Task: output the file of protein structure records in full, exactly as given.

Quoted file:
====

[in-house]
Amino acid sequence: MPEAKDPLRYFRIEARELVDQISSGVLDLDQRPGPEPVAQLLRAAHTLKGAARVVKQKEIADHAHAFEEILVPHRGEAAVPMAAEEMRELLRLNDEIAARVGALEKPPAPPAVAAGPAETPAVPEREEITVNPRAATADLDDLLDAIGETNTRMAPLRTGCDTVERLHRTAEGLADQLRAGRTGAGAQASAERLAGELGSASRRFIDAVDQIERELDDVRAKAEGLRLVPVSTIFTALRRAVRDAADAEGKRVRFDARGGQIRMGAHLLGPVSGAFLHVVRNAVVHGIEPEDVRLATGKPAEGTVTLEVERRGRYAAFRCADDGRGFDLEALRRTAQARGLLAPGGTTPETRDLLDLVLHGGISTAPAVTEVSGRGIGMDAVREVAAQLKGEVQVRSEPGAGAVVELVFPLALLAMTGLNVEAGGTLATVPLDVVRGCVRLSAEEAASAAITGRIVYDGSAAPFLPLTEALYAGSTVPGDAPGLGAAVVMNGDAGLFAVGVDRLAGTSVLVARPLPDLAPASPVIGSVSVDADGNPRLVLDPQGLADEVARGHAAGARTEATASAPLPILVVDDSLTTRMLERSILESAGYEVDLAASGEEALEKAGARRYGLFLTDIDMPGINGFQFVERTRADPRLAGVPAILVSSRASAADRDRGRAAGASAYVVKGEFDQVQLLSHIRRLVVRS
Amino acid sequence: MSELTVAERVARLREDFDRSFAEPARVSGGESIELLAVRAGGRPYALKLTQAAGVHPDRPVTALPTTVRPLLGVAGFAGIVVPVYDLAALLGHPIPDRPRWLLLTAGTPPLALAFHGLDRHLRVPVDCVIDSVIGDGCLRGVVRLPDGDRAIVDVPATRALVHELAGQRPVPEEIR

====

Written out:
[in-house]
Amino acid sequence: MPEAKDPLRYFRIEARELVDQISSGVLDLDQRPGPEPVAQLLRAAHTLKGAARVVKQKEIADHAHAFEEILVPHRGEAAVPMAAEEMRELLRLNDEIAARVGALEKPPAPPAVAAGPAETPAVPEREEITVNPRAATADLDDLLDAIGETNTRMAPLRTGCDTVERLHRTAEGLADQLRAGRTGAGAQASAERLAGELGSASRRFIDAVDQIERELDDVRAKAEGLRLVPVSTIFTALRRAVRDAADAEGKRVRFDARGGQIRMGAHLLGPVSGAFLHVVRNAVVHGIEPEDVRLATGKPAEGTVTLEVERRGRYAAFRCADDGRGFDLEALRRTAQARGLLAPGGTTPETRDLLDLVLHGGISTAPAVTEVSGRGIGMDAVREVAAQLKGEVQVRSEPGAGAVVELVFPLALLAMTGLNVEAGGTLATVPLDVVRGCVRLSAEEAASAAITGRIVYDGSAAPFLPLTEALYAGSTVPGDAPGLGAAVVMNGDAGLFAVGVDRLAGTSVLVARPLPDLAPASPVIGSVSVDADGNPRLVLDPQGLADEVARGHAAGARTEATASAPLPILVVDDSLTTRMLERSILESAGYEVDLAASGEEALEKAGARRYGLFLTDIDMPGINGFQFVERTRADPRLAGVPAILVSSRASAADRDRGRAAGASAYVVKGEFDQVQLLSHIRRLVVRS
Amino acid sequence: MSELTVAERVARLREDFDRSFAEPARVSGGESIELLAVRAGGRPYALKLTQAAGVHPDRPVTALPTTVRPLLGVAGFAGIVVPVYDLAALLGHPIPDRPRWLLLTAGTPPLALAFHGLDRHLRVPVDCVIDSVIGDGCLRGVVRLPDGDRAIVDVPATRALVHELAGQRPVPEEIR